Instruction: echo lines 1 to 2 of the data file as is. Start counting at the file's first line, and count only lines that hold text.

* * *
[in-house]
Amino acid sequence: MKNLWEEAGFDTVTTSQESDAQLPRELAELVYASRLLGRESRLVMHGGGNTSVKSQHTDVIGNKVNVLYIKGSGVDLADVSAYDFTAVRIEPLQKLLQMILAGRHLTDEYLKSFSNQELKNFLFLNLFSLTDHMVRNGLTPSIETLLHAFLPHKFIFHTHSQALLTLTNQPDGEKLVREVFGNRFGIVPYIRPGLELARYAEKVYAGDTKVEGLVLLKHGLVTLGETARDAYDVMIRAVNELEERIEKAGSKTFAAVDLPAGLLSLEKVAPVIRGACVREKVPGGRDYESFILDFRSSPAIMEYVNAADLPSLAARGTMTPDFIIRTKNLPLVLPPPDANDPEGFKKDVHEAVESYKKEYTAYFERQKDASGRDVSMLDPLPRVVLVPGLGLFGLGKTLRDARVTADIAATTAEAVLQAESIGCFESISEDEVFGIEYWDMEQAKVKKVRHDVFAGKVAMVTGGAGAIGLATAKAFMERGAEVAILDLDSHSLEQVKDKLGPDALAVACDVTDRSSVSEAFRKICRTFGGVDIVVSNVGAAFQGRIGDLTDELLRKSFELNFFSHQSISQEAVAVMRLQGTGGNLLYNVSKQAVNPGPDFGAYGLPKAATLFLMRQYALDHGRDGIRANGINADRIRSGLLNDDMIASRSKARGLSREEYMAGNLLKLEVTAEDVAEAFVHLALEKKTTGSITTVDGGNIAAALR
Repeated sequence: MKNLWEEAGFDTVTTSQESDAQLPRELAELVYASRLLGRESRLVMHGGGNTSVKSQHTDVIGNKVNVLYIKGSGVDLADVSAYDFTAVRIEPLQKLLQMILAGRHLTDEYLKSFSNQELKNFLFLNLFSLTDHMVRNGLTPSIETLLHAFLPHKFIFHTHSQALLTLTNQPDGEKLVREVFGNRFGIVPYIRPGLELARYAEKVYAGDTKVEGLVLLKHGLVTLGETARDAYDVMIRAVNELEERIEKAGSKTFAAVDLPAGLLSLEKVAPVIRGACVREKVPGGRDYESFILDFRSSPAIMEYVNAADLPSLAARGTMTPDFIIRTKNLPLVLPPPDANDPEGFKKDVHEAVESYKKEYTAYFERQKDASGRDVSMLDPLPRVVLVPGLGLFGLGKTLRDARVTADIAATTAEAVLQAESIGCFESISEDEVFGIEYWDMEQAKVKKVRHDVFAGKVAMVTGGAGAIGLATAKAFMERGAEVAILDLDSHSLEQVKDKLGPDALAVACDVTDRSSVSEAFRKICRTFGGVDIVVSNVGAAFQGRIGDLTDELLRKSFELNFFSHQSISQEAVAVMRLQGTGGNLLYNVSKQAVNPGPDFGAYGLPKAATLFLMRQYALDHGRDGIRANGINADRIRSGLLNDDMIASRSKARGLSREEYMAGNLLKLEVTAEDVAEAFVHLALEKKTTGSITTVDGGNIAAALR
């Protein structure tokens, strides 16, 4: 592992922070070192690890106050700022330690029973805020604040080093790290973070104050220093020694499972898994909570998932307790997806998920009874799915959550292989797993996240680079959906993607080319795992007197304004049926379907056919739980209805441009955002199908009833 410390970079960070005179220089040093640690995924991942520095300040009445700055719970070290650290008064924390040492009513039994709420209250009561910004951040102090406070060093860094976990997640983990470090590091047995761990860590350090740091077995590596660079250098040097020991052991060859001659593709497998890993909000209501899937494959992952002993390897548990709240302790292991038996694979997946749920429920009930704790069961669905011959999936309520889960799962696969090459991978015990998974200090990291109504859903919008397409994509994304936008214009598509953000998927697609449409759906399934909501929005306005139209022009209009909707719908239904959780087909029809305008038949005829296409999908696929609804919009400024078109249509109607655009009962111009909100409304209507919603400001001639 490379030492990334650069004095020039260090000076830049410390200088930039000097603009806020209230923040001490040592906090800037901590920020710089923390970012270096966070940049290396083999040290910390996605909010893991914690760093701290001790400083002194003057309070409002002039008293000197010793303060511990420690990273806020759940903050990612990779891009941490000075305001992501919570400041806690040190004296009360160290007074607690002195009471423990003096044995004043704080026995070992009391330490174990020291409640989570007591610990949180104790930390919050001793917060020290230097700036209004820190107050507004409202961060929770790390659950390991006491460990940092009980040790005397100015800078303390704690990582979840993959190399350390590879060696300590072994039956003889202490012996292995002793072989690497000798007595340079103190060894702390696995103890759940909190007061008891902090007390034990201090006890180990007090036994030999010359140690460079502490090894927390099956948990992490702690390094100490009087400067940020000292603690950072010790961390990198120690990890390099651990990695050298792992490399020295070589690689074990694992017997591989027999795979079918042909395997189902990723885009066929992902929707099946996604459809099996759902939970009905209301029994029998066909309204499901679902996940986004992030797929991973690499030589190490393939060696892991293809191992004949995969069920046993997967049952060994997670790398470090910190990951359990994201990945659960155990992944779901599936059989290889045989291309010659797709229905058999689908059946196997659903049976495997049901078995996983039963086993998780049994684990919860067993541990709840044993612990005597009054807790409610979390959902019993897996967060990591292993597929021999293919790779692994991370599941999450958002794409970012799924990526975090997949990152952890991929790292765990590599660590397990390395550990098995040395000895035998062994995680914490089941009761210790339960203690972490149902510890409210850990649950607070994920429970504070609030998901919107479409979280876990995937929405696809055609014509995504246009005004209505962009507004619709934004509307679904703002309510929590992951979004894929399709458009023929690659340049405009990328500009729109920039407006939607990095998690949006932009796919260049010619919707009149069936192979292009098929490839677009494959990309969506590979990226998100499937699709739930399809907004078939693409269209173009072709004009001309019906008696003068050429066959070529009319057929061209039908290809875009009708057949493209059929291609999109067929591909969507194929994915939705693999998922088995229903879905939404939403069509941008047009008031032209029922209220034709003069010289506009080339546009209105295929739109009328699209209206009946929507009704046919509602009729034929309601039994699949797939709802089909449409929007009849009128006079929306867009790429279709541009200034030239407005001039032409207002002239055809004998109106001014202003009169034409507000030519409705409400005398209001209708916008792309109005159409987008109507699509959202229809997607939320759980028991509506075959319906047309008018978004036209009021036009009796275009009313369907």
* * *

[in-house]
Amino acid sequence: MKNLWEEAGFDTVTTSQESDAQLPRELAELVYASRLLGRESRLVMHGGGNTSVKSQHTDVIGNKVNVLYIKGSGVDLADVSAYDFTAVRIEPLQKLLQMILAGRHLTDEYLKSFSNQELKNFLFLNLFSLTDHMVRNGLTPSIETLLHAFLPHKFIFHTHSQALLTLTNQPDGEKLVREVFGNRFGIVPYIRPGLELARYAEKVYAGDTKVEGLVLLKHGLVTLGETARDAYDVMIRAVNELEERIEKAGSKTFAAVDLPAGLLSLEKVAPVIRGACVREKVPGGRDYESFILDFRSSPAIMEYVNAADLPSLAARGTMTPDFIIRTKNLPLVLPPPDANDPEGFKKDVHEAVESYKKEYTAYFERQKDASGRDVSMLDPLPRVVLVPGLGLFGLGKTLRDARVTADIAATTAEAVLQAESIGCFESISEDEVFGIEYWDMEQAKVKKVRHDVFAGKVAMVTGGAGAIGLATAKAFMERGAEVAILDLDSHSLEQVKDKLGPDALAVACDVTDRSSVSEAFRKICRTFGGVDIVVSNVGAAFQGRIGDLTDELLRKSFELNFFSHQSISQEAVAVMRLQGTGGNLLYNVSKQAVNPGPDFGAYGLPKAATLFLMRQYALDHGRDGIRANGINADRIRSGLLNDDMIASRSKARGLSREEYMAGNLLKLEVTAEDVAEAFVHLALEKKTTGSITTVDGGNIAAALR